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A U.S.-China War: A Battle between Networks

A U.S.-China war would be a battle between networks, according to one prominent security analyst.

Speaking to a packed room of mostly undergraduate students at George Mason University earlier this week, Elbridge Colby, the Robert M. Gates Fellow at the Center for a New American Security (CNAS), gave a sweeping overview of the budding security competition underway in the Western Pacific between the United States and China.

In an hour long talk sponsored by the Alexander Hamilton Society’s GMU chapter, Colby began by outlining U.S. interests in the region and the challenges an increasingly aggressive China poses to them. In particular, he emphasized the necessity of preventing China from being able to successfully coerce maritime Asian states in a manner that allows Beijing to dominant the Western Pacific.

The U.S. will have to do the heavy lifting to prevent such an outcome, Colby argued. Although it is tempting to argue that regional states can balance China, the reality is that “no one else can manage it,” in light of available economic resources. On the other hand, the U.S. will likely be able to balance China even over the long-term, especially given Beijing’s slowing economy.

Strategically, Colby argued the U.S. must remain supreme in maritime Asia and retain the ability to project power in the region. This can be best achieved by building a robust defense posture immediately, instead of allowing U.S. capabilities to atrophy in the short-term and trying to play catch up later.

Operationally, Colby made the case for some form of Air-Sea Battle (ASB) that ensures the U.S. maintains escalation dominance over the People’s Republic of China (PRC). America’s ultimate goal would be to deter China from taking actions that would precipitate a war. No one, Colby stressed repeatedly during the talk, wants a Sino-American war, but “the best way to avoid a war… is to be strong.”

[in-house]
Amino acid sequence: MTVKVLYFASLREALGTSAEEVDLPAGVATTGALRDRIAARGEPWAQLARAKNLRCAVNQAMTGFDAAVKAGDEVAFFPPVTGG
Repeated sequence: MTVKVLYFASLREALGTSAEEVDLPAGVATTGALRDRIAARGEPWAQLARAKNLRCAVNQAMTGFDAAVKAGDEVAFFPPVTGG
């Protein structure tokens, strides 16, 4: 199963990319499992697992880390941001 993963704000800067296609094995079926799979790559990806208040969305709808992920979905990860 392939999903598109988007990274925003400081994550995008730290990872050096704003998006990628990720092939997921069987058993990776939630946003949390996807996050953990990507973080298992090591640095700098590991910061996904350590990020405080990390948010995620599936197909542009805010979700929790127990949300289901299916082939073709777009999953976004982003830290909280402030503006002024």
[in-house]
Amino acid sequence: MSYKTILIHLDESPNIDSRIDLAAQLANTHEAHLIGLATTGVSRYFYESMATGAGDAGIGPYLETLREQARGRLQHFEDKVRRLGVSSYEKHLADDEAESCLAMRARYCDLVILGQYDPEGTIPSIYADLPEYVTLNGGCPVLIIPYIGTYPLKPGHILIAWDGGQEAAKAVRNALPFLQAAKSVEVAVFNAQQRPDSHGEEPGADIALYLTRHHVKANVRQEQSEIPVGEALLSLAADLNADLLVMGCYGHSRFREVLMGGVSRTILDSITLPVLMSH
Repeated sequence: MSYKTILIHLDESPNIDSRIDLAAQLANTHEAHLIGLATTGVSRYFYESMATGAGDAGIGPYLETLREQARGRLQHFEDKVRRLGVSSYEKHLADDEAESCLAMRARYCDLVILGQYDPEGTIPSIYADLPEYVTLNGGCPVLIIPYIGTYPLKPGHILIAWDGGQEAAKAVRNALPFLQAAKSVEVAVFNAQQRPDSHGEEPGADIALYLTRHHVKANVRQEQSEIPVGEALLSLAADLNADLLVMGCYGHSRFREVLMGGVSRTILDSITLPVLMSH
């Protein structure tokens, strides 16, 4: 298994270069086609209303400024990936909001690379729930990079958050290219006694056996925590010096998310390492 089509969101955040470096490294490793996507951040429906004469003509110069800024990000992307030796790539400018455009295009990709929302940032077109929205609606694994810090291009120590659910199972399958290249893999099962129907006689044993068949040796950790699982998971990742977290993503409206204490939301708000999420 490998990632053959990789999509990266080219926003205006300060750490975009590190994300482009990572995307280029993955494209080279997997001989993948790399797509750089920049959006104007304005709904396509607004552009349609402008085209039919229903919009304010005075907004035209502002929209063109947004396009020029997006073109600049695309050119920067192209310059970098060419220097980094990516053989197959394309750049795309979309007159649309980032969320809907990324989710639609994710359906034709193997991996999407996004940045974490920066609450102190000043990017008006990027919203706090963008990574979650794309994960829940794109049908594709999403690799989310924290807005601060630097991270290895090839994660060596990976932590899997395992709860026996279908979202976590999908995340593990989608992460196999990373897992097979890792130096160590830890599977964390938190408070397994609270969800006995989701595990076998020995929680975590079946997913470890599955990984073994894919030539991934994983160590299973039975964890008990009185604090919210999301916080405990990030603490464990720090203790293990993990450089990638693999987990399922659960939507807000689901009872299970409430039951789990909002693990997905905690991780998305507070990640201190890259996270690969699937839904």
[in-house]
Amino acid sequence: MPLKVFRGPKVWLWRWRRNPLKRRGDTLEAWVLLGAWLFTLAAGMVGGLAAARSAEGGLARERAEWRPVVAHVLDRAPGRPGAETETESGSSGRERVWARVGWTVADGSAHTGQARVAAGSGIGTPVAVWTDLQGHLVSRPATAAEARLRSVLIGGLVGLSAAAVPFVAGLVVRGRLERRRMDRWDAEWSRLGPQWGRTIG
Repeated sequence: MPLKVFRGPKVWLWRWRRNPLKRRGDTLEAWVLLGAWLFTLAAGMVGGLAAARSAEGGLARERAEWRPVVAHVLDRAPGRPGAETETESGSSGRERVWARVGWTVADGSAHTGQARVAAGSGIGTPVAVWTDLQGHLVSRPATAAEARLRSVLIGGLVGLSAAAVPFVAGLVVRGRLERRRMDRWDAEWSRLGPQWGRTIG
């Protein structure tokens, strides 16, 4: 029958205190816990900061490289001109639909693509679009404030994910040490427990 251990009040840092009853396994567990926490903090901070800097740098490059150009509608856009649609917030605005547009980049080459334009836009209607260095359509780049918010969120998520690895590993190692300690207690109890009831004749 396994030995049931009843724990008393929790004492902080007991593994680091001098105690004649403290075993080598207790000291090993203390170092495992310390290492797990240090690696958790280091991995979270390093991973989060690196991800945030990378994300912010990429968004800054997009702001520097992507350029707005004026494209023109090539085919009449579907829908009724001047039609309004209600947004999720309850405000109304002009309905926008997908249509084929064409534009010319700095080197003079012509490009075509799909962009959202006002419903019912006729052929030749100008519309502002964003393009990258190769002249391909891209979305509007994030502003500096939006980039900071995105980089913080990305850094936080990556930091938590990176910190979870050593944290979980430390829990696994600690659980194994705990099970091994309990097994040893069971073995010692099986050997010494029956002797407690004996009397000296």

Should a war prove unavoidable, however, Colby argued that the U.S. would need to impose sufficient costs on China to force it to back down (something he contended a blockade was unlikely to do).  At the same time, citing statements by Deputy Secretary of Defense Robert Work, Colby said a U.S.-China war would ultimately boil down to a battle between networks. The key objective for both sides would be to “degrade the other guy’s networks,” by hitting their network’s brain and nodes.

This would mean targeting assets like radars and satellites of course, but also attacking capabilities like missile launchers and airfields. And since the PLA’s capabilities are located on Chinese territory, “we need to be prepared to attack targets on Chinese sovereign soil.” By maintaining escalation dominance, however, Colby expressed optimism that China would restrain its retaliation-- at least below the nuclear threshold.

Although none of the content of Colby’s speech would be groundbreaking to seasoned national security professionals, there was an important if implicit lesson for this group as well. Perfectly tailoring his presentation to a well-informed but non-specialist audience, Colby used mostly jargon-free prose to methodologically outline America’s interests in Asia, the threats a rising China poses to those interests and the steps the U.S. needs to take militarily to defeat those threats. At every step out of the way, he patiently explained his logic, was frank in his assessments, and acknowledged and refuted foreseeable skepticisms and counterarguments.

In doing so, Colby showed how a long-term, robust Asia policy might be sold to the American people. The value of this should not be understated. Experts capable of discussing the intricate details of ASB and the pivot with other experts are a dime a dozen. Much rarer are those who can articulate and sell these policies to the general public. Having long excelled at the former, Colby proved to be equally capable of the latter this week at GMU.

Zachary Keck will start next Monday as The National Interest’s new Managing Editor. 

Image: U.S. Navy Flickr.